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Biogeosciences An interactive open-access journal of the European Geosciences Union
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https://doi.org/10.5194/bg-2019-355
© Author(s) 2019. This work is distributed under
the Creative Commons Attribution 4.0 License.
https://doi.org/10.5194/bg-2019-355
© Author(s) 2019. This work is distributed under
the Creative Commons Attribution 4.0 License.

  09 Oct 2019

09 Oct 2019

Review status
A revised version of this preprint was accepted for the journal BG and is expected to appear here in due course.

Vertical distribution of planktonic foraminifera in the Subtropical South Atlantic: depth hierarchy of controlling factors

Douglas Lessa1,2, Raphaël Morard1, Lukas Jonkers1, Igor M. Venancio3, Runa Reuter1, Adrian Baumeister1, Ana Luiza Albuquerque2, and Michal Kucera1 Douglas Lessa et al.
  • 1MARUM – Center for Marine Environmental Sciences, University of Bremen, 28359 Bremen, Germany
  • 2Programa de Pós-Graduação em Geoquímica Ambiental, Universitade Federal Fluminense, Niterói, 24.020-141, Brazil
  • 3Center for Weather Forecasting and Climate Studies (CPTEC), National Institute for Space Research (INPE), Rodovia Pres. Dutra, km 39, 12.630-000 Cachoeira Paulista, SP, Brazil

Abstract. Temperature appears to be the best predictor of species composition of planktonic foraminifera communities, making it possible to use their fossil assemblages to reconstruct sea surface temperature (SST) variation in the past. However, the role of other environmental factors potentially modulating the spatial and vertical distribution of planktonic foraminifera species is poorly understood. This is especially relevant for environmental factors affecting the subsurface habitat. If such factors play a role, changes in the abundance of deeper dwelling species may not solely reflect SST variation. In order to constrain the effect of subsurface parameters on species composition, we here characterize the vertical distribution of living planktonic foraminifera community across the subtropical South Atlantic Ocean, where SST variability is small but the subsurface water mass structure changes dramatically. Four planktonic foraminifera communities could be identified across the top 700 m of the E–W transect. Gyre and Agulhas Leakage faunas were predominantly composed of Globigerinoides ruber, Globigerinoides tenellus, Trilobatus sacculifer, Globoturborotalita rubescens, Globigerinella calida, Tenuitella iota and Globigerinita glutinata, and only differed in terms of relative abundances (community composition). Upwelling fauna was dominated by Neogloboquadrina pachyderma, Neogloboquadrina incompta, Globorotalia crassaformis and Globorotalia inflata. Thermocline fauna was dominated by Tenuitella fleisheri, Globorotalia truncatulinoides and Globorotalia scitula in the western side, and by G. scitula in the eastern side of the basin. The largest part of the standing stock was consistently found in the surface layer, but SST was not the main predictor of species composition, neither for the total fauna at each station nor in analyses considering each depth layer separately. Instead, we identified a consistent vertical pattern in parameters controlling species composition at different depths, in which the parameters appear to reflect different aspects of the pelagic habitat. Whereas productivity appears to dominate in the mixed layer (0–60 m), physical-chemical parameters are important at depth immediately below (60–100 m), followed by parameters related to the degradation of organic matter (100–300 m), and parameters describing the dissolved oxygen availability (> 300 m). These results indicate that the seemingly straightforward relationship between assemblage composition and SST in sedimentary assemblages reflects vertically and seasonally integrated processes that are only indirectly linked to SST. This also implies that fossil assemblages of planktonic foraminifera should also contain a signature of subsurface processes, which could be used for paleoceanographic reconstructions.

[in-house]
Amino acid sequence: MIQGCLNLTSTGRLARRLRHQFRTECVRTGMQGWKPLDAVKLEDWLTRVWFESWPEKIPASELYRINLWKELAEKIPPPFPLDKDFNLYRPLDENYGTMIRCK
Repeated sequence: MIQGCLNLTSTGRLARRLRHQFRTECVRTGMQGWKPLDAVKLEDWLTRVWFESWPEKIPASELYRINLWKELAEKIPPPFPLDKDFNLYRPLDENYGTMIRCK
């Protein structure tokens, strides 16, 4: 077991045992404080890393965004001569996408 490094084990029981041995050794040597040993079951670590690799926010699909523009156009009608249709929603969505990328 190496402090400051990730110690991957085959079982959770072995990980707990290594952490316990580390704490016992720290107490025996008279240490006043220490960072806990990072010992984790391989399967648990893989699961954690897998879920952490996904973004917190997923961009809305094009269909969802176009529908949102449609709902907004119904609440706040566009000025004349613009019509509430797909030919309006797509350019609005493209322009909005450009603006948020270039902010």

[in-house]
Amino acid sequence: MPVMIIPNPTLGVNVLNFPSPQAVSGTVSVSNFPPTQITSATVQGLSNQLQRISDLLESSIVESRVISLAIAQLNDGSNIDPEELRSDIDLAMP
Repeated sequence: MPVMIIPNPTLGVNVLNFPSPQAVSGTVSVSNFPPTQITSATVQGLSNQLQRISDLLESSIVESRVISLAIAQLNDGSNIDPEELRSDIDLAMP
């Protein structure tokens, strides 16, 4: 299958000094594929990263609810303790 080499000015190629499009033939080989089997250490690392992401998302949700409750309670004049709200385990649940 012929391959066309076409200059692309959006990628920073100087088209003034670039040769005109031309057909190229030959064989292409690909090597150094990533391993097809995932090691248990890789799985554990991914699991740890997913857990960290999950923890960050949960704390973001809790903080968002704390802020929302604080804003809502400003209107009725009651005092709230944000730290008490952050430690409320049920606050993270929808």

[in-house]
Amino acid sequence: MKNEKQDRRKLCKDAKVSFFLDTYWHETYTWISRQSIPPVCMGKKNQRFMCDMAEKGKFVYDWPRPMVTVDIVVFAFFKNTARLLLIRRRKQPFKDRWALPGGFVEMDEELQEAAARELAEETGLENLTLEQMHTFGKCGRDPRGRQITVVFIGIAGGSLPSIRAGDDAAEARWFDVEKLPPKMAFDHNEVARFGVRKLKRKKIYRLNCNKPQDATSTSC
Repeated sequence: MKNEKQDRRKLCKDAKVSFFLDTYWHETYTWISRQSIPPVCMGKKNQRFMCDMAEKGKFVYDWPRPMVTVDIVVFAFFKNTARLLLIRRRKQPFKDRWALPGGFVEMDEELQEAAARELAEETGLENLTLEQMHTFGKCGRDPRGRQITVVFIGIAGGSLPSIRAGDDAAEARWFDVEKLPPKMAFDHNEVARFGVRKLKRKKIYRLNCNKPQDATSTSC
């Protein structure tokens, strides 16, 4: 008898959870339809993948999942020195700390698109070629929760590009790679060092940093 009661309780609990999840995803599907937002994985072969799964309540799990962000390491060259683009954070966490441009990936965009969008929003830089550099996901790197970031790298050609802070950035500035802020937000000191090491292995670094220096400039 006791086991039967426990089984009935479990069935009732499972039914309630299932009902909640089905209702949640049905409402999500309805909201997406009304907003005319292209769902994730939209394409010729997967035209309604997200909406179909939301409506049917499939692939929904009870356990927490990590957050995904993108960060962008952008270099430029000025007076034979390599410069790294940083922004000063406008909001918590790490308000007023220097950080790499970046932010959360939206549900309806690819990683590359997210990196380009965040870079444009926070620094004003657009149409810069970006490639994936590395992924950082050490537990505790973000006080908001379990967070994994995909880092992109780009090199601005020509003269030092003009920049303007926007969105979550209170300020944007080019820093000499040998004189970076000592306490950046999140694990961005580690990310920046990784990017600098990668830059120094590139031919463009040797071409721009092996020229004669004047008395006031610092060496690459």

Douglas Lessa et al.

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Douglas Lessa et al.

Douglas Lessa et al.

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We observed that living planktonic foraminifera had distinct vertically distributed communities across the Subtropical South Atlantic. In addition, a hierarchic alternation of environmental parameters was measured to control the distribution of planktonic foraminifer's species depending to the water depth. This implies that not only temperature, but also productivity and subsurface processes are signed in fossil assemblages, which could be used to perform paleoceanographic reconstructions.
We observed that living planktonic foraminifera had distinct vertically distributed communities...
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